Who inherits this IRA after the beneficiary dies?

Photo: pixabay.com

Q. My mother, 93, died on Sept. 1, 2020. She left in her will an IRA account with her three grandsons as beneficiaries. One grandson did not turn 18 until late December and we were advised by the financial institution that it would be better for the other two grandsons to wait until then to withdraw. My son, 47, was one of the beneficiaries and he died on Jan. 12, 2021 and he had not yet done anything with the IRA. A clause in mom’s will stating “the net proceeds of sale of house and other possessions to be divided among 5 children, or to such of them as shall survive me in equal shares per capita and not per stripes.” The financial institution says my son’s third will now be divided between the other two grandsons. Is this correct or should my son’s share go to his wife or children?

— Confused but willing to fight

A. We’re sorry to hear you’ve experienced so much loss.

The answer to your question is in the specifics.

Generally, IRAs are transferred by a decedent through a beneficiary designation form and not handled through a will, said Catherine Romania, an estate planning attorney with Witman Stadtmauer in Florham Park.

But if the IRA is paid to the estate and then the beneficiaries, it must be paid out to the beneficiaries within five years as opposed to a longer period, usually 10 years, if left to them directly, she said.

“With respect to a will clause which requires the beneficiary to survive the testator, the beneficiary needs to survive the testator’s death but does not need to be alive at the time the assets are distributed,” Romania said. “Should the beneficiary die before the assets are distributed, the assets will pass to the beneficiary’s estate and pursuant to the beneficiary’s last will and testament, if any, otherwise his heirs.”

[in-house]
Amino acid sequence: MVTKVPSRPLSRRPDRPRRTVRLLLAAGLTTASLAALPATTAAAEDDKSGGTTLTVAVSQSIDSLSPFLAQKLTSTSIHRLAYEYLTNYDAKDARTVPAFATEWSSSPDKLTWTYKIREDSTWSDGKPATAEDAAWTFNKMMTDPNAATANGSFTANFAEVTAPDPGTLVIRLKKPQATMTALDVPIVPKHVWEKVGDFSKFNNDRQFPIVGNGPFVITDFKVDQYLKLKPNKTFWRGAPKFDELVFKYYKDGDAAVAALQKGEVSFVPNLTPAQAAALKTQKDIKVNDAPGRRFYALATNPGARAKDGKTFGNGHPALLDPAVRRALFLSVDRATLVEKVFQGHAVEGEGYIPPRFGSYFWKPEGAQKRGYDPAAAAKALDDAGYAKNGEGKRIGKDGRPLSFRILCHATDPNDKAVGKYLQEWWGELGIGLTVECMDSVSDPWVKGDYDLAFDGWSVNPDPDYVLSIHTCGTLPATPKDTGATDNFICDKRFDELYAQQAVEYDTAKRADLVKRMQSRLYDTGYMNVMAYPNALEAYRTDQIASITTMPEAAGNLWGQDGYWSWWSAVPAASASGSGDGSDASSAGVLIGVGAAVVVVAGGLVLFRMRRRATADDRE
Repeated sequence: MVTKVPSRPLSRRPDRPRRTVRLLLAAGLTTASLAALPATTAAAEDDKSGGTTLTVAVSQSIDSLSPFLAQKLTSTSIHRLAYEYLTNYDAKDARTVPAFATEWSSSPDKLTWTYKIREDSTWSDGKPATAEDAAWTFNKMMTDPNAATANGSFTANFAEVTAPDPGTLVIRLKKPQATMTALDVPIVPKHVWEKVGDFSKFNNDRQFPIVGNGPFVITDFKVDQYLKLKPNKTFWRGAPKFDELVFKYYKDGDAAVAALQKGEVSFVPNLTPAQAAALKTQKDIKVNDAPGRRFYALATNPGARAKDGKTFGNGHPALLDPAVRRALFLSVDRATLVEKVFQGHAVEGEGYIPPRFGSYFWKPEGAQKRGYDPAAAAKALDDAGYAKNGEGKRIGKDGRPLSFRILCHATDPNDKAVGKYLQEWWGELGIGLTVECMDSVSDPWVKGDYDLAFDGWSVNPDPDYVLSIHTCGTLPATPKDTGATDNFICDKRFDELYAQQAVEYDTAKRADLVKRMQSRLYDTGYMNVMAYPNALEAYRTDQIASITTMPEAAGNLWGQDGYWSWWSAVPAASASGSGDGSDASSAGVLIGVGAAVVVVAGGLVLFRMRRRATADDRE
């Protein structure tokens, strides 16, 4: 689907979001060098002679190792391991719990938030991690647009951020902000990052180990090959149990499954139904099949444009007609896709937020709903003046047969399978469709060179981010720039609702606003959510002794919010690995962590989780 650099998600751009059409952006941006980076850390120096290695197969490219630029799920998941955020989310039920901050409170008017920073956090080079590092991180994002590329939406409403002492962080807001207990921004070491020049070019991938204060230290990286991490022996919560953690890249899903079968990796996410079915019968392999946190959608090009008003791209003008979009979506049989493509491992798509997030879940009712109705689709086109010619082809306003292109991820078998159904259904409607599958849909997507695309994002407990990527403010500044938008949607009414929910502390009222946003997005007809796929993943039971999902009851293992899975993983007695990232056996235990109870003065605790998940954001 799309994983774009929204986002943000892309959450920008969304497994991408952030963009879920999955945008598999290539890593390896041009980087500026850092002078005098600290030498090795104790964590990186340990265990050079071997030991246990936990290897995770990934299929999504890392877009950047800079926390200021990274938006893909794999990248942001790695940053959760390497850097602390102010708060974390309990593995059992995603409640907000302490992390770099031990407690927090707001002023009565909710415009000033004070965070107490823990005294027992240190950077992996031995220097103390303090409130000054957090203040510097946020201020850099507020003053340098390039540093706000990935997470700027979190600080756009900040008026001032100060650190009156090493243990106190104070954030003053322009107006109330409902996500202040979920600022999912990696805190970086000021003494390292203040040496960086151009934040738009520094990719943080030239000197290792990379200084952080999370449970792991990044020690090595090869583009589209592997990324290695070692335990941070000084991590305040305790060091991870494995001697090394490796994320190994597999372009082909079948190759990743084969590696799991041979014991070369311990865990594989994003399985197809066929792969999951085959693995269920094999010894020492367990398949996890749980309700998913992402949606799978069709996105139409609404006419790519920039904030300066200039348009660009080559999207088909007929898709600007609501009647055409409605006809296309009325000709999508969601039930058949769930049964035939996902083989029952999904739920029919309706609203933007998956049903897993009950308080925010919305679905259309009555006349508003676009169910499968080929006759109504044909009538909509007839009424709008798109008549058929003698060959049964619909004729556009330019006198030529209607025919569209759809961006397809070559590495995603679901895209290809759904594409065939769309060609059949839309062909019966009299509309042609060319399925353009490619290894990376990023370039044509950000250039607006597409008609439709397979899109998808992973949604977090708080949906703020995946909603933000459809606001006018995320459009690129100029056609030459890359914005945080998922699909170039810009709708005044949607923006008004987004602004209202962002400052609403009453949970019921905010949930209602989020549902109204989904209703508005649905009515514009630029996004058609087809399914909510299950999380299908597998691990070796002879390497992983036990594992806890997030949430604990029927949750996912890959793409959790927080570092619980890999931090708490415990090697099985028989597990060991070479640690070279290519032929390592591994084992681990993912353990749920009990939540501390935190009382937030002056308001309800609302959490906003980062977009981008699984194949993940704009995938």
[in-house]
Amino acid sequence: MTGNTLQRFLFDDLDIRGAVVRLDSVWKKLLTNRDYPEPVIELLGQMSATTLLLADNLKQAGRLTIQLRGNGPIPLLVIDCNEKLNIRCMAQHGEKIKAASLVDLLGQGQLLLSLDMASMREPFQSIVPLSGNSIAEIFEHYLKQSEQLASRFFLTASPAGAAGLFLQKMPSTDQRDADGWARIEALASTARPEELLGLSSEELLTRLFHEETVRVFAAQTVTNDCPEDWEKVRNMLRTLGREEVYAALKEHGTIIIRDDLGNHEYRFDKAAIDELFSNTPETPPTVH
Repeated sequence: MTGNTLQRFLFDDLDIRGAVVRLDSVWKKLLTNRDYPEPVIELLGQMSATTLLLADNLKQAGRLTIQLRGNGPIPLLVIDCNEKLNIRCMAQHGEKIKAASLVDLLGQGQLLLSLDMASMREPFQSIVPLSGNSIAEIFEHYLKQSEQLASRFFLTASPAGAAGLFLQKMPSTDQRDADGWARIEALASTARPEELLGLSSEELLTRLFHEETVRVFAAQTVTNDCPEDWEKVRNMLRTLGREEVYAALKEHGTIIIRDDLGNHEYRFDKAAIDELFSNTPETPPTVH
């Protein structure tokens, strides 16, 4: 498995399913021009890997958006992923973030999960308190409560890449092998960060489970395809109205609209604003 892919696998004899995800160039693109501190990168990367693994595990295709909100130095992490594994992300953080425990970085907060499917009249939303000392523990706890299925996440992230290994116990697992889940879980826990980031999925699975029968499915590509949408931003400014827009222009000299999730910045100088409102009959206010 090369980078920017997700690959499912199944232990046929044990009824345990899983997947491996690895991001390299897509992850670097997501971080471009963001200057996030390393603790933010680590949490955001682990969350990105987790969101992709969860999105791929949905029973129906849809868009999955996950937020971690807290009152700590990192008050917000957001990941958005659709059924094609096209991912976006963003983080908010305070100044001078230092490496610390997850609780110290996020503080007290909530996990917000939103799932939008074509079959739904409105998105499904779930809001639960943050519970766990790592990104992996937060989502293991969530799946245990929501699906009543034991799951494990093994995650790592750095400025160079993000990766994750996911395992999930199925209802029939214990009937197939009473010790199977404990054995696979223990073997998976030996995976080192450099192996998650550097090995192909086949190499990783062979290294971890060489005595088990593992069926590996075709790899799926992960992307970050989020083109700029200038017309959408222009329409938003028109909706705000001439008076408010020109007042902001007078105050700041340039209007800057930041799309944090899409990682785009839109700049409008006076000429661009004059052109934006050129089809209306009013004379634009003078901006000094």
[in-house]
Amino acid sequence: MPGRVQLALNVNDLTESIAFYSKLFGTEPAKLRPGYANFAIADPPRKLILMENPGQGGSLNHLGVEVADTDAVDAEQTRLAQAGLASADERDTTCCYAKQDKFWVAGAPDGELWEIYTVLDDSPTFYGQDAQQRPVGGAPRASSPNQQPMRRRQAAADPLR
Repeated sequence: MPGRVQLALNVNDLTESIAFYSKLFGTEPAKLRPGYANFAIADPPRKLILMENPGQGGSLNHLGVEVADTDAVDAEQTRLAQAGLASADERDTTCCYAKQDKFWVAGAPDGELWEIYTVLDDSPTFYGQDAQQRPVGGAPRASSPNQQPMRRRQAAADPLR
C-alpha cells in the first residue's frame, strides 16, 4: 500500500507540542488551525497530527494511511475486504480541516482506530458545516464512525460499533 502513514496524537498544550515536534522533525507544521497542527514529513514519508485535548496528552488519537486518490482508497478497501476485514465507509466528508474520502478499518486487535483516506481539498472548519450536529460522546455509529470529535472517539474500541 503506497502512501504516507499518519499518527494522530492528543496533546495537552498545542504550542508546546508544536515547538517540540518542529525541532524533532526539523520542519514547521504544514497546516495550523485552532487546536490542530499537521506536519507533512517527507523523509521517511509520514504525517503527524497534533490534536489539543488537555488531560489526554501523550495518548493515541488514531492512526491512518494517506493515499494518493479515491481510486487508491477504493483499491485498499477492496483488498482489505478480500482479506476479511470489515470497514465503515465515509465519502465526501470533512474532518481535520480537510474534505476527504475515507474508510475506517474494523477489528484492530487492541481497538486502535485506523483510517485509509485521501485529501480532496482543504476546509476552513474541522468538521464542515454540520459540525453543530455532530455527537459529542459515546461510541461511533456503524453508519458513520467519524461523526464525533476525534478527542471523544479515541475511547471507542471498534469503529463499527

If the beneficiary dies before the testator, then the testator’s will controls and it will pass to the beneficiaries as set forth in the testator’s will.

Notwithstanding all of this, the answer to your question is likely in the financial institution’s IRA plan documents, Romania said.

“If your son is the named beneficiary of one-third of your mother’s IRA and he survived her, then he would be entitled to open an inherited IRA with such one-third and name a beneficiary of such inherited IRA,” she said. “As he failed to do so before he died, his executor would open the inherited IRA.”

The financial institution’s IRA plan documents would dictate whether the inherited IRA’s beneficiary would be your son’s spouse or his estate, Romania said.

Email your questions to .

This story was originally published on May 13, 2021.

NJMoneyHelp.com presents certain general financial planning principles and advice, but should never be viewed as a substitute for obtaining advice from a personal professional advisor who understands your unique individual circumstances.